By letter dated May 8, 2011 I requested that the George Washington University Medical Center Department of Psychiatry (GW) release a copy of its medical records of my case to me. I was a psychiatry out-patient at GW from September 1992 to June 1996. I wrote a sizable number of letters to my psychiatrists on a range of issues of psychological interest.
Several weeks later in May 2011 someone from GW telephoned me to advise that it is the Medical Center's policy (consistent with the laws of the District of Columbia) to destroy patient records after 10 years have elapsed.
There are two parties who may retain portions of my medical records, including copies of letters I wrote.
1. In December 1994 the U.S. Secret Service instituted an investigation of me. I was required by the Secret Service to permit the agency to review my medical record at GW.
Also, at the end of July 1995 I submitted to the Washington Field Office of the Secret Service copies of 12 computer discs (Brother word processor format) that contained all the documents I had written during the period November 1991 to July 1995. I had purchased a word processor a few weeks after my job termination on October 29, 1991 by the law firm of Akin, Gump, Strauss, Hauer & Feld. The Secret Service returned the 12 computer discs to me in early 1996 at my request. I do not know whether the Secret Service printed out the discs.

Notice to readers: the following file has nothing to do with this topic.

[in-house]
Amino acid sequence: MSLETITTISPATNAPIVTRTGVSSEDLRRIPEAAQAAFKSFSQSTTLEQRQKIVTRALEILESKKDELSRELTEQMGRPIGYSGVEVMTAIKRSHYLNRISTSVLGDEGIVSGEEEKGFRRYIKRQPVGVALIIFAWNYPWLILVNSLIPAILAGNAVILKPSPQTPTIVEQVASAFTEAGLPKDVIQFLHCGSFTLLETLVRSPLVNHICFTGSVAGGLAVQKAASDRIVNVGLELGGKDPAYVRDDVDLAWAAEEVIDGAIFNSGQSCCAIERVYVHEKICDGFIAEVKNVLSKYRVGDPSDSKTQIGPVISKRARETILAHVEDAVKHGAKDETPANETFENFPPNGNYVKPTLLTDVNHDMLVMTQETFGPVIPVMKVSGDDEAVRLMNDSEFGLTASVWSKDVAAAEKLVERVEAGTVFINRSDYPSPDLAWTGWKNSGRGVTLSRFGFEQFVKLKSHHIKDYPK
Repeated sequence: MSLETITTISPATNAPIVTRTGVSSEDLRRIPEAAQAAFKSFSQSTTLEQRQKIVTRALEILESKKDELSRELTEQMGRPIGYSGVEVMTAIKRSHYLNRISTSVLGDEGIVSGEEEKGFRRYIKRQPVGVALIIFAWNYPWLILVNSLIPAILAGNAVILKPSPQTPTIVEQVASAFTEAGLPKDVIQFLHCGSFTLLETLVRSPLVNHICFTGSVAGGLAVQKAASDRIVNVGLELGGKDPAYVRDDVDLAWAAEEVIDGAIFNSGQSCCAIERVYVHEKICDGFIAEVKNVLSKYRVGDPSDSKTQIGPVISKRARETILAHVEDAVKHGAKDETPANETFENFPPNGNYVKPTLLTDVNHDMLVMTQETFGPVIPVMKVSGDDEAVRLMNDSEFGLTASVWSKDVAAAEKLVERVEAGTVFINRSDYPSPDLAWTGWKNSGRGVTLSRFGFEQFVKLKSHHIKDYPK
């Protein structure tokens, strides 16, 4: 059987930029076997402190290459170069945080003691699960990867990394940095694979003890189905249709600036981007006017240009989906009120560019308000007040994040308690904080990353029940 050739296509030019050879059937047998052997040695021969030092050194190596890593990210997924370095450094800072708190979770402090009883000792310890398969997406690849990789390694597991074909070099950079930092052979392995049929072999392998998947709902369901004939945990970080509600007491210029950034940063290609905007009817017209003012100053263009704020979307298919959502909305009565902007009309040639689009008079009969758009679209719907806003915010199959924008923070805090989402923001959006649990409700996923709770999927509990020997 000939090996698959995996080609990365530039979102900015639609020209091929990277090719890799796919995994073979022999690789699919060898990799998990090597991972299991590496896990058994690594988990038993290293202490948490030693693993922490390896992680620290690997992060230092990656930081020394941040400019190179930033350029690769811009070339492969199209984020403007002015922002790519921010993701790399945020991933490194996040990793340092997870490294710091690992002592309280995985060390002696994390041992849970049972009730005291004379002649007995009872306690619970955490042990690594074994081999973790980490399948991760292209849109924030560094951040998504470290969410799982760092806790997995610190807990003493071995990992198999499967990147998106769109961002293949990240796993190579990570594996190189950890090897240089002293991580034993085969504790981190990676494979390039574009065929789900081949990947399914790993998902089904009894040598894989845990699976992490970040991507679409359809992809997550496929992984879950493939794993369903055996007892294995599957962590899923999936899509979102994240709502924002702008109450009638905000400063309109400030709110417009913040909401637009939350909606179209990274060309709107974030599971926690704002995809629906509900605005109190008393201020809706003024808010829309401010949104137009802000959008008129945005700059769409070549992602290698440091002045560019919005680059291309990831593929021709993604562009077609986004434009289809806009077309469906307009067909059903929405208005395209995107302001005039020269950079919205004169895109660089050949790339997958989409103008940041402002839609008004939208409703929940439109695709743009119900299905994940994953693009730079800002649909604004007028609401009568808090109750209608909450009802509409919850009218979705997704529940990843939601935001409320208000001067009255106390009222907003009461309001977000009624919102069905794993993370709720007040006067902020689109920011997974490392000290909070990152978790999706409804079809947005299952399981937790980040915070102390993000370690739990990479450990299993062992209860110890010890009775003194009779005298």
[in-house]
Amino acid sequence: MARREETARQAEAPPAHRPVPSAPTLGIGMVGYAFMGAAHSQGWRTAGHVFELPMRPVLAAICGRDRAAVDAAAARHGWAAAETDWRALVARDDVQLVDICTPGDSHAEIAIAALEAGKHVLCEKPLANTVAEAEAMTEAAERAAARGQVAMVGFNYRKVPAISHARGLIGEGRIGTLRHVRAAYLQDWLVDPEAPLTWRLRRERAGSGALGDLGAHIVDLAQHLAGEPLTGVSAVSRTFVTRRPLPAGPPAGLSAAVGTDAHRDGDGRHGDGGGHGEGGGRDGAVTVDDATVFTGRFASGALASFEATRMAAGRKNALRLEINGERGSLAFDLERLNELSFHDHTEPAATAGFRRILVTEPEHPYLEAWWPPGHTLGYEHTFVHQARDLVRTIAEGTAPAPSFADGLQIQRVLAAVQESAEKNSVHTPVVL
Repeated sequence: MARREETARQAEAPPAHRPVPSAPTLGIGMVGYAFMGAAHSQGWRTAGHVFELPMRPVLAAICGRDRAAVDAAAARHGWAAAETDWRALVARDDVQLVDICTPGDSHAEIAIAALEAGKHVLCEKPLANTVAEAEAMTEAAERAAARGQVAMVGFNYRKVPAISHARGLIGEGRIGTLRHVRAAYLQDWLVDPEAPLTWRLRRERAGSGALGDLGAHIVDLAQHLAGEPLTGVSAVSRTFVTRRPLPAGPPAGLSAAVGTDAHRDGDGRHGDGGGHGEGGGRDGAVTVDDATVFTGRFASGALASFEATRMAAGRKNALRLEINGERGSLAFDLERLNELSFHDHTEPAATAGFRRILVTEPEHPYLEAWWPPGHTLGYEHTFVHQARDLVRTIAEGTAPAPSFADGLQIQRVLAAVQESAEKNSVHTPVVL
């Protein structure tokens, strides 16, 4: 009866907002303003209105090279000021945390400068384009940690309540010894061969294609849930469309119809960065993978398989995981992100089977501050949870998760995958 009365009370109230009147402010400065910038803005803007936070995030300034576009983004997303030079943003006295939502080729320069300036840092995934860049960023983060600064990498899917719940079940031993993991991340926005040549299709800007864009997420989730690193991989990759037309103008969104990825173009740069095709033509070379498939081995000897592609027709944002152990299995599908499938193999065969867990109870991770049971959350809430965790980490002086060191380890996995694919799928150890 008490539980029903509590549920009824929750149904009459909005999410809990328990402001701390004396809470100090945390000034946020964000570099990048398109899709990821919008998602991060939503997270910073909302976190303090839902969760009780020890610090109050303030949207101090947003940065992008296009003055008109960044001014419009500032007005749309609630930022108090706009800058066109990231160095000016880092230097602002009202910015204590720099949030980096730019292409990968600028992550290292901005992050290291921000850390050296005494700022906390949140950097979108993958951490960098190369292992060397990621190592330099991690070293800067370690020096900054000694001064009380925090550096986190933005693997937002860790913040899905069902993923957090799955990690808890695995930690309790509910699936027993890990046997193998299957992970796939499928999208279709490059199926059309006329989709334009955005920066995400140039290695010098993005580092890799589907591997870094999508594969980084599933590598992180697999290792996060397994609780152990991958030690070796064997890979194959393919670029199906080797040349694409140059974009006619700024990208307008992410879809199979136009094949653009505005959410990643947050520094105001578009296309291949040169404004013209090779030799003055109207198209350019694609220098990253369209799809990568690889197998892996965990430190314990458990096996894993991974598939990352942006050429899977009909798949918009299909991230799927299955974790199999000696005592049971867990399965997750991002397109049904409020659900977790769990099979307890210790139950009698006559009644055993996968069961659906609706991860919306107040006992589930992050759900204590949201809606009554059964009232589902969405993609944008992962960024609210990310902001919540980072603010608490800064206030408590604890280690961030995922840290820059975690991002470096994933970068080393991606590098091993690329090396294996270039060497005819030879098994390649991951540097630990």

2. In about 1999 my then treating psychiatrist at the D.C. Department of Mental Health, Albert H. Taub, M.D. consented to prescribe the anti-depressant Wellbutrin. Dr. Taub stated that Wellbutrin can cause seizures in susceptible persons. I had told Dr. Taub that I had suffered a head concussion in January 1991 that left me in a coma for two hours. I told Dr. Taub that GW had performed an EEG in January 1993 at the request of my former treating psychiatrist, Suzanne M. Pitts, M.D. Dr. Taub said he wanted to review my GW medical records. I sent a letter to Stuart Sotsky, M.D., then GW psychiatry department's director of out-patient care, requesting that he forward a copy of my medical records to Dr. Taub. Dr. Taub later informed me that GW had sent a sizable package to him containing my GW medical records.
In short, the Washington Field Office of the U.S. Secret Service as well as the D.C. Department of Mental Health (Spring Road Clinic?) may retain copies of my GW treatment record.